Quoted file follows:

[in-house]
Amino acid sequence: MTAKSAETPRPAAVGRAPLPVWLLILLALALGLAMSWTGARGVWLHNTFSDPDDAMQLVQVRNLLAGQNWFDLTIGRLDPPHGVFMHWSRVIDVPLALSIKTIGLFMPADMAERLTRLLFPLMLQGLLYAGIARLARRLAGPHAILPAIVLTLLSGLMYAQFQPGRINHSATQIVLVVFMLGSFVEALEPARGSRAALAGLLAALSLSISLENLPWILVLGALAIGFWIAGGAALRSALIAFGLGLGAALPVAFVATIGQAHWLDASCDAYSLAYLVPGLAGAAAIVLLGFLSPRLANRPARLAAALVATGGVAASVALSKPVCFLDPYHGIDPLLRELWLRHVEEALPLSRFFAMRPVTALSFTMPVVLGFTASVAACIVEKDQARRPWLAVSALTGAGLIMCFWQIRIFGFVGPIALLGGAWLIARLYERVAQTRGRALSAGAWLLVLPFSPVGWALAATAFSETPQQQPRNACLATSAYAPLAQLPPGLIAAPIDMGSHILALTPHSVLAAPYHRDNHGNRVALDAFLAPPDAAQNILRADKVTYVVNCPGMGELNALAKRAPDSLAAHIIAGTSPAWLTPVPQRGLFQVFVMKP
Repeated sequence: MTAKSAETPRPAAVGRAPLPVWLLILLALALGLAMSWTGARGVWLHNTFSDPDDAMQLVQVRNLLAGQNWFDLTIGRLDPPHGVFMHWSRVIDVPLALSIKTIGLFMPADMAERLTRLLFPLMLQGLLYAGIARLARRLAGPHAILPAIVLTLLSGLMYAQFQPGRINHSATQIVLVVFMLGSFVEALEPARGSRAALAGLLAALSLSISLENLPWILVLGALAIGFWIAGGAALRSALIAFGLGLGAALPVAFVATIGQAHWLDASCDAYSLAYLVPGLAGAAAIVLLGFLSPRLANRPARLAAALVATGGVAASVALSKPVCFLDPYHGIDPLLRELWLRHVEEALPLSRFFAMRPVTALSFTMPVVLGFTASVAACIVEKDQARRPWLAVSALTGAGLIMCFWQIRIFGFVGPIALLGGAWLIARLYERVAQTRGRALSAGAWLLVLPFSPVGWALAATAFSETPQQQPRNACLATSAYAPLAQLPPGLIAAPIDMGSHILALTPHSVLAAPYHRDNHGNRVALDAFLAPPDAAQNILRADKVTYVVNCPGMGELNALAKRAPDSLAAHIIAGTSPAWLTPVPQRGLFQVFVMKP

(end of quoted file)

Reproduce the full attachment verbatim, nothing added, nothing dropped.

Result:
[in-house]
Amino acid sequence: MTAKSAETPRPAAVGRAPLPVWLLILLALALGLAMSWTGARGVWLHNTFSDPDDAMQLVQVRNLLAGQNWFDLTIGRLDPPHGVFMHWSRVIDVPLALSIKTIGLFMPADMAERLTRLLFPLMLQGLLYAGIARLARRLAGPHAILPAIVLTLLSGLMYAQFQPGRINHSATQIVLVVFMLGSFVEALEPARGSRAALAGLLAALSLSISLENLPWILVLGALAIGFWIAGGAALRSALIAFGLGLGAALPVAFVATIGQAHWLDASCDAYSLAYLVPGLAGAAAIVLLGFLSPRLANRPARLAAALVATGGVAASVALSKPVCFLDPYHGIDPLLRELWLRHVEEALPLSRFFAMRPVTALSFTMPVVLGFTASVAACIVEKDQARRPWLAVSALTGAGLIMCFWQIRIFGFVGPIALLGGAWLIARLYERVAQTRGRALSAGAWLLVLPFSPVGWALAATAFSETPQQQPRNACLATSAYAPLAQLPPGLIAAPIDMGSHILALTPHSVLAAPYHRDNHGNRVALDAFLAPPDAAQNILRADKVTYVVNCPGMGELNALAKRAPDSLAAHIIAGTSPAWLTPVPQRGLFQVFVMKP
Repeated sequence: MTAKSAETPRPAAVGRAPLPVWLLILLALALGLAMSWTGARGVWLHNTFSDPDDAMQLVQVRNLLAGQNWFDLTIGRLDPPHGVFMHWSRVIDVPLALSIKTIGLFMPADMAERLTRLLFPLMLQGLLYAGIARLARRLAGPHAILPAIVLTLLSGLMYAQFQPGRINHSATQIVLVVFMLGSFVEALEPARGSRAALAGLLAALSLSISLENLPWILVLGALAIGFWIAGGAALRSALIAFGLGLGAALPVAFVATIGQAHWLDASCDAYSLAYLVPGLAGAAAIVLLGFLSPRLANRPARLAAALVATGGVAASVALSKPVCFLDPYHGIDPLLRELWLRHVEEALPLSRFFAMRPVTALSFTMPVVLGFTASVAACIVEKDQARRPWLAVSALTGAGLIMCFWQIRIFGFVGPIALLGGAWLIARLYERVAQTRGRALSAGAWLLVLPFSPVGWALAATAFSETPQQQPRNACLATSAYAPLAQLPPGLIAAPIDMGSHILALTPHSVLAAPYHRDNHGNRVALDAFLAPPDAAQNILRADKVTYVVNCPGMGELNALAKRAPDSLAAHIIAGTSPAWLTPVPQRGLFQVFVMKP